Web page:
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Table of Contents

A Guide to
Proposal Writing

Prepared by the
Indian Studies
Support Program
This Guide to Proposal Writing was
prepared by the Indian Studies
Support Program (ISSP) Committee.
It is intended to be used by anyone
who is preparing a proposal, either for
ISSP funding or for any other funding

We cannot guarantee that your use of

this guide will ensure approval of your
proposal for funding. However, we
hope that you find the suggestions in-
cluded in this Guide useful and that
they help you to create effective and
successful proposals.

Table of Contents
Proposal Titles p. 2 note: page numbers
correspond to printed
The Title Page p. 2 version.
Proposal Summary p. 2
Table of Contents p. 3
Introduction p. 3
Statement of Need p. 3
Goals and Objectives p. 4
Methodology p. 5
Outcomes p. 7
Legal Status p. 7
Detailed Budget p. 7
Dissemination of Results p. 8
General Remarks p. 8

Table of Contents

1. Proposal Titles f. names, addresses, and signatures of

project directors and/or officials
A proposal title should be both concise and
approving submission; and
clear, and should indicate the nature of the
work to be done. The proposal title should g. the date of the proposal submission.
relate to the funding source, and it should
focus on the outcomes to be achieved, not 3. Proposal Summary
on the methods that will be used.
Every proposal, even a brief one, should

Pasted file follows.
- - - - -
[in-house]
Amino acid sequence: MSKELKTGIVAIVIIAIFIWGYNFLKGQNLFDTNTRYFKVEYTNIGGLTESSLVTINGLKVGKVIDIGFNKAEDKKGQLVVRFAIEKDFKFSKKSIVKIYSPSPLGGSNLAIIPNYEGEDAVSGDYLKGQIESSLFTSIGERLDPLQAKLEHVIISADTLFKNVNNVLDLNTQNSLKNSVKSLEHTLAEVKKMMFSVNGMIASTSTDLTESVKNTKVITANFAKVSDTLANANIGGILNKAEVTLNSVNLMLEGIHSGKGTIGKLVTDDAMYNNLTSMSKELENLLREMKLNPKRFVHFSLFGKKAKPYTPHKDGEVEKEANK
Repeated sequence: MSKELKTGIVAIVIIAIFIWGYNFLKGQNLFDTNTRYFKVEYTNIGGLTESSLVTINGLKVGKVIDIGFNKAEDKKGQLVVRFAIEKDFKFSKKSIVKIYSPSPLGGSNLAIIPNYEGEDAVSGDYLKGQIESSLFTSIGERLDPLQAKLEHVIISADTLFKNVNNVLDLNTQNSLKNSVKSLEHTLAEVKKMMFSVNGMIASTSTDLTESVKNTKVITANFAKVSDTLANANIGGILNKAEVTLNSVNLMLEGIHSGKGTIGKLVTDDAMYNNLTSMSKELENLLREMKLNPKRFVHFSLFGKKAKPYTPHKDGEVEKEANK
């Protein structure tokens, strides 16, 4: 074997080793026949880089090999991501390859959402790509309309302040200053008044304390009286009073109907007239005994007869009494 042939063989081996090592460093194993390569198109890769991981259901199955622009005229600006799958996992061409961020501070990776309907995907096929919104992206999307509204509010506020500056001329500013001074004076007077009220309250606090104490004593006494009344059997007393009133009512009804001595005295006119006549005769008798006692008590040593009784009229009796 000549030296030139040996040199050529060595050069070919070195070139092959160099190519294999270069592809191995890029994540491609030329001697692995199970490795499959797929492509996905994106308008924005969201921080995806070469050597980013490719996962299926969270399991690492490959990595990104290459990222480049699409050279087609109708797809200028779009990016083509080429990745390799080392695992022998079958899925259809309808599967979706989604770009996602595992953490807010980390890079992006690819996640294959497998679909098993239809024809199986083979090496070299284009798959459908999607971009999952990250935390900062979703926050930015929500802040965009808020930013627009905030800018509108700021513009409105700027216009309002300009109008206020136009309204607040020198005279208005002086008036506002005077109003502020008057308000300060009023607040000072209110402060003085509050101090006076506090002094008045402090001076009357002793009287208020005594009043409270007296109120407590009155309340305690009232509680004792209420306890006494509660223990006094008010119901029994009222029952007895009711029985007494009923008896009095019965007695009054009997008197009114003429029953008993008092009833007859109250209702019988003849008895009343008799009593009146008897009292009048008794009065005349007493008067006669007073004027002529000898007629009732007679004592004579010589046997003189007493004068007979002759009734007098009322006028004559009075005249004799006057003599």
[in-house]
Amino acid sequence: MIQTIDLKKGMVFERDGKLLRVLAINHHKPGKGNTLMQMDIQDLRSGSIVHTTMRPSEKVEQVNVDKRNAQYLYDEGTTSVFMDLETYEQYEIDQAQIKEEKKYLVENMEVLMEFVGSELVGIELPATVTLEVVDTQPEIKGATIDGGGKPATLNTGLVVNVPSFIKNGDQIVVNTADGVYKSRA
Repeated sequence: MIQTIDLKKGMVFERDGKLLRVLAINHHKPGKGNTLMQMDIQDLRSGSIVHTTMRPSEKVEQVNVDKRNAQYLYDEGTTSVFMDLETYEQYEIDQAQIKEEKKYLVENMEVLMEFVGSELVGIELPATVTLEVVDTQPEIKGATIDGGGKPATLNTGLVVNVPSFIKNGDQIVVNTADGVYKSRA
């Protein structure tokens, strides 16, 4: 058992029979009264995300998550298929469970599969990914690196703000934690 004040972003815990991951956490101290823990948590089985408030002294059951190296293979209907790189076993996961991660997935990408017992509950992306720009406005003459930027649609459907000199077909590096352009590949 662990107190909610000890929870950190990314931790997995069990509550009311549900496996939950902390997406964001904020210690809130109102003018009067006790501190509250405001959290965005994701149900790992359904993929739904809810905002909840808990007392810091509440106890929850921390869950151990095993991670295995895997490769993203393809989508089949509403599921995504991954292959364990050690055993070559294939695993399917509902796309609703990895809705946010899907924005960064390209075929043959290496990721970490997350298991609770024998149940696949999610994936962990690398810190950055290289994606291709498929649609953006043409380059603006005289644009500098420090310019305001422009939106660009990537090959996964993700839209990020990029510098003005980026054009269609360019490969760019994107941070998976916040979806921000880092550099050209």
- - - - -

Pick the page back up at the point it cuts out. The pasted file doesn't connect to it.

It is best to avoid words that are unim- have a well-written summary. This
portant, including words such as “Stud- summary is sometimes referred to as an
ies on...,” “Research on the Problem of...,” Executive Summary or an abstract.
or “A Proposal for....” In addition, “cute”
titles and the use of acronyms and/or jar- Some proposal reviewers read only the
gon in titles is not recommended. summary, and many others rely on the
summary to provide an overview of the
It is not always necessary to list the project. Since the summary often
project’s location in title. provides a first and last impression, it is
one of the most important elements of the
2. The Title Page
The summary should be included first in
Some funding sources will have specific
the proposal. However, it is usually best
requirements for what is to be included
to write the summary last, when it is easi-
on the proposal title page. If this is the
est to summarize the points made in the
case, follow those requirements exactly.
proposal itself.
If the funding source does not have strict
requirements, it is good to practice to in-
The summary highlights the information
which follows in each major section of
a. the title of the project; the proposal, and describes (1) the prob-
b. the name of organization submitting lem or need; (2) the purposes and goals
the proposal; of the project; (3) who will be served; (4)
c. the name of the organization to which methods, procedures, and program activi-
the proposal is being submitted; ties; (5) who will carry out the project;
d. start and end dates of the project; (6) where the project will take place; (7)
the time frame for the project; (8) the
e. the total funds requested (optional);
background and qualifications of your
staff and organization; (9) the cost of the
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project (optional); and (10) the benefits of clearly articulate the importance of your
the project. project.

Why should a funding agency give you It is useful to briefly describe your
funding? This question should be an- organizational history or project team’s
swered in your proposal summary. background, explaining why you are
qualified to undertake the proposed
project. This may include a discussion
4. Table of Contents of the achievements and prior research,
The Table of Contents identifies the major training and project implementation
sections of the proposal. Lengthy or de- experience of your organization.
tailed proposals may also include a list of
tables, list of figures, or list of appendi- The introduction should conclude with an